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A CurtainUp Review

What is this excess in your nature--- Pope Clement
I don't know. I've had this rage since I was born. It creates and destroys at the same time --Cellini
Reg Rogers  and   Jennifer Roszell
Reg Rogers and Jennifer Roszell
(Photo: Joan Marcus)
The stories of artists are full of the stuff of good drama -- the fire that ignites the artistic passion, the struggle for recognition and the often tumultuous private lives. Only recently, actor Ed Harris devoted a big chunk of his emotions and resources to a film about Jackson Pollock. To play the troubled abstract expressionist painter, he actually became a painter. John Patrick Shanley, best known for his Oscar-winning screenplay for Moonstruck and stage comedies such as Savage Limbo, Italian-American Reconciliation and Psychopathia Sexualis, recently spent six years transforming the autobiography of the Renaissance Florentine sculptor Benvenuto Cellini (1500-1571) into the play now premiering at the Second Stage.

Shanley, who calls New York "his Florence" is to be admired for the time and commitment he has brought to his first attempt at a more seriously intentioned play in a new to him genre. Equally praiseworthy is Reg Rogers for giving his actor's all to portraying the fiery Florentine with a mix of humor and passion. The satiric humor of both playwright and actor are the most entertaining parts of Cellini, and give it a certain saucy currency.

The popes, kings and dukes who were the tastemakers of the Renaissance and held the purse strings that controlled the artists' output weren't too different from producers and grant givers in the year 2001. Cellini's confrontation with Pope Clement (David Chandler) is a priceless interchange during which the Clement asks Cellini to explain his ambition. The Pope, himself the father of a bastard (shrugged off by Cellini with "What else would a Pope to have?"), grants Cellini a pardon. That pardon encompasses a murder in defense of his brother and another committed in outrage against a goldsmith who considered himself his equal. Who says Bill Clinton went overboard in pardoning the escaped fugitive billionaire Mark Rich? The pardon makes Cellini the Pope's artist in residence. He must, however, content himself with creating gold coins instead of the giant sculpture of his ambitious dreams.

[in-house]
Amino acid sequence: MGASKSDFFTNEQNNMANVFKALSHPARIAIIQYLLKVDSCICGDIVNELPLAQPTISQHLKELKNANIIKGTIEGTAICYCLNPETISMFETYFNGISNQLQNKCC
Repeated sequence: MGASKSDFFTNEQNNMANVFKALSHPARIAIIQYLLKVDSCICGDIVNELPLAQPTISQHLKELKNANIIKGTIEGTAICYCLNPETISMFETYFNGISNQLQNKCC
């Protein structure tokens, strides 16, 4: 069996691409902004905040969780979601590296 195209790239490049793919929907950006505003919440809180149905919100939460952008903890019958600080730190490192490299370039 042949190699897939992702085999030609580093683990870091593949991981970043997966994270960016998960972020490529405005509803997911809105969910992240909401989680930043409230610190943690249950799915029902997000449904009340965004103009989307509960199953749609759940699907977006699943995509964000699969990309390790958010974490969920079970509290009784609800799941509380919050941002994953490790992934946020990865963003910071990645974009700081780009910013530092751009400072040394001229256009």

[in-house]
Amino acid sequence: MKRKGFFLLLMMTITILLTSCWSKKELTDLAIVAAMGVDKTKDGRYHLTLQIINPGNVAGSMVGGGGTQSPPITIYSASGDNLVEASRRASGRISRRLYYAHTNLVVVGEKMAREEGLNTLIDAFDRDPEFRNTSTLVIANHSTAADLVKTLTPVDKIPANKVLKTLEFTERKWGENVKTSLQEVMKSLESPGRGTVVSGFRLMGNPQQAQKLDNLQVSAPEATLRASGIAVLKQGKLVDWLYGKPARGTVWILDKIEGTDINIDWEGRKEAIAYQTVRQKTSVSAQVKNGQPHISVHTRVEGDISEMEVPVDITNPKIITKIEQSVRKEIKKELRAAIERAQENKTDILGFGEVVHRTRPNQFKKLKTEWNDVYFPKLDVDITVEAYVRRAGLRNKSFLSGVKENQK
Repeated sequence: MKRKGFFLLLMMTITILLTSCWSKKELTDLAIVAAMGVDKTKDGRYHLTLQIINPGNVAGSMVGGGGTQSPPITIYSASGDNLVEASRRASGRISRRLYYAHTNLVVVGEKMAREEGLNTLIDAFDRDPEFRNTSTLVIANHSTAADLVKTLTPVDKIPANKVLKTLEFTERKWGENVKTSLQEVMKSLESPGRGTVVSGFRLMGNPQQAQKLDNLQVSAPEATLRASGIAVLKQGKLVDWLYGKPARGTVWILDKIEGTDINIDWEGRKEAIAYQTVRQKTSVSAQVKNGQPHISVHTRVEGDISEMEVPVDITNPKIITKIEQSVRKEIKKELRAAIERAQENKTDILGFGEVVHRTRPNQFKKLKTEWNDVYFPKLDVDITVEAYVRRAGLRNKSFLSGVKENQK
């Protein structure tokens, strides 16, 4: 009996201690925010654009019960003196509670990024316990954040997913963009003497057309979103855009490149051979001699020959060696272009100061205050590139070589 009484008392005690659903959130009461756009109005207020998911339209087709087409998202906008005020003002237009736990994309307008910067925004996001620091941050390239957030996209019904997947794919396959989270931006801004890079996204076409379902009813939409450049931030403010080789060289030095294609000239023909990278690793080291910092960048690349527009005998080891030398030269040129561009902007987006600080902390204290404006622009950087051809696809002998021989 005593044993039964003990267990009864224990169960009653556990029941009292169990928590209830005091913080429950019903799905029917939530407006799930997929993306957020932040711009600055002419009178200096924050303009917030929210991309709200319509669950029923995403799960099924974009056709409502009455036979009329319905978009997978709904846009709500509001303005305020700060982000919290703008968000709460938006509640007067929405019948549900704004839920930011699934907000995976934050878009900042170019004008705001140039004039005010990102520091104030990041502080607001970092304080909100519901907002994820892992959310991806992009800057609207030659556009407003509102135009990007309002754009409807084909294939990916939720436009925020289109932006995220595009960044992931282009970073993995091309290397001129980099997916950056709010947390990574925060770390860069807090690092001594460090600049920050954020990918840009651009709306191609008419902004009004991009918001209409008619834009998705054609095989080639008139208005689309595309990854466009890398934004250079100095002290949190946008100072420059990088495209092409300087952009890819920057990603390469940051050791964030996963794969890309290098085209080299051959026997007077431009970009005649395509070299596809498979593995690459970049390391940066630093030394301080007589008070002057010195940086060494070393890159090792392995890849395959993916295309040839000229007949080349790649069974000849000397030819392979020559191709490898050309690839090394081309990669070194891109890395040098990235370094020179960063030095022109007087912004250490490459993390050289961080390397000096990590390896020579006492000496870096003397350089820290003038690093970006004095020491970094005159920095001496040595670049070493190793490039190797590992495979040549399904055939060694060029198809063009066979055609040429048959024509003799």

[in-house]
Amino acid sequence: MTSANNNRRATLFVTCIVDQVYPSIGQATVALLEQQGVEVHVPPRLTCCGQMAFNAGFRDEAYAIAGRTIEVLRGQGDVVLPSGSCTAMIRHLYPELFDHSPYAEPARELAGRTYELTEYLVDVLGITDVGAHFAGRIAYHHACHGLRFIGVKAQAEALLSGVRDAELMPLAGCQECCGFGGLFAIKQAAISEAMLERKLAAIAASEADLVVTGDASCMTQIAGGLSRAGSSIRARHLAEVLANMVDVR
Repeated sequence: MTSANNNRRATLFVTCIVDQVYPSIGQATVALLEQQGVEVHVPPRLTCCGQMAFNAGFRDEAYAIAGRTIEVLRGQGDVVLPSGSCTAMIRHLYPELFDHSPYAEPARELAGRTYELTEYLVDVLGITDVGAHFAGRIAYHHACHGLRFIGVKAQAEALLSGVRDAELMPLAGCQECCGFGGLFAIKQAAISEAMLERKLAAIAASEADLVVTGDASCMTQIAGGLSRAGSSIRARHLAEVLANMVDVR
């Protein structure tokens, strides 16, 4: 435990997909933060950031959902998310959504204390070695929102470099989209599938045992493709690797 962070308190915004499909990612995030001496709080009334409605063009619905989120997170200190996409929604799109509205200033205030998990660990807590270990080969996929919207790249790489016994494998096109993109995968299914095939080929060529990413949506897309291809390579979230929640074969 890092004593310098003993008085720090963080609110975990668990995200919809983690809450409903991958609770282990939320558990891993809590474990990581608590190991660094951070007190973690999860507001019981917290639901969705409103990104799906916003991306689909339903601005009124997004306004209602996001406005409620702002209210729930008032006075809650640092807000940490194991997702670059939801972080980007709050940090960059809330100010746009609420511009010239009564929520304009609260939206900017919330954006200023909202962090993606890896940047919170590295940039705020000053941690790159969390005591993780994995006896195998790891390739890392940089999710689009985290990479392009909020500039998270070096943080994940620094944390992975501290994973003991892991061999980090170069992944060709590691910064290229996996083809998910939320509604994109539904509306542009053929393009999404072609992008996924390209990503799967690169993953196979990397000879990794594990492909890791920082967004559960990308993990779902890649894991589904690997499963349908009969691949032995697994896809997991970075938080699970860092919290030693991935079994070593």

Perseus  and Medus
Perseus and Medus
The play deftly handles the chronology of events by beginning with Cellini at 58 dictating his memoirs to a young acolyte (Lucas Papaellas) and then flashing back to his late thirties when his antisocial behavior and lack of humility towards his patrons have hobbled his intense desire for greatness. The story moves from Florence to France and back to Florence. Leaving his early years to a single sentence -- "I am happy that I was born" (taken directly from Cellini's autobiography) -- the ensuing scenes emphasize the years between 1538 and 1554 when his masterpiece, the bronze of Perseus, holding the head of the Medusa was placed in the Loggia dei Lanzi where it stands to this day. (Since the play doesn't produce a replica even at the end, a picture is included herewith).

The twenty-seven characters, played by eight actors, move from the platforms and balconies to the main level of the high domed, two-level set which is sparsely furnished but evocative of church or artist's studio and, at one point, the prison dungeon where Cellini spent 200 harrowing days ( the lighting, excellent throughout, is particularly effective here). At times a group stands on the platform chanting like a Greek chorus. Everyone is stylishly and lavishly dressed for the period, with a prescient bow to modernity via Reg Rogers' trim black leather pants. And say what you will about the faux Florentine and French accents, these actually go with the comic mirror the irrepressible comic turned art historian holds up to us. (If you don't believe me, note that the able dialect coach Deborah Hecht is listed in the program).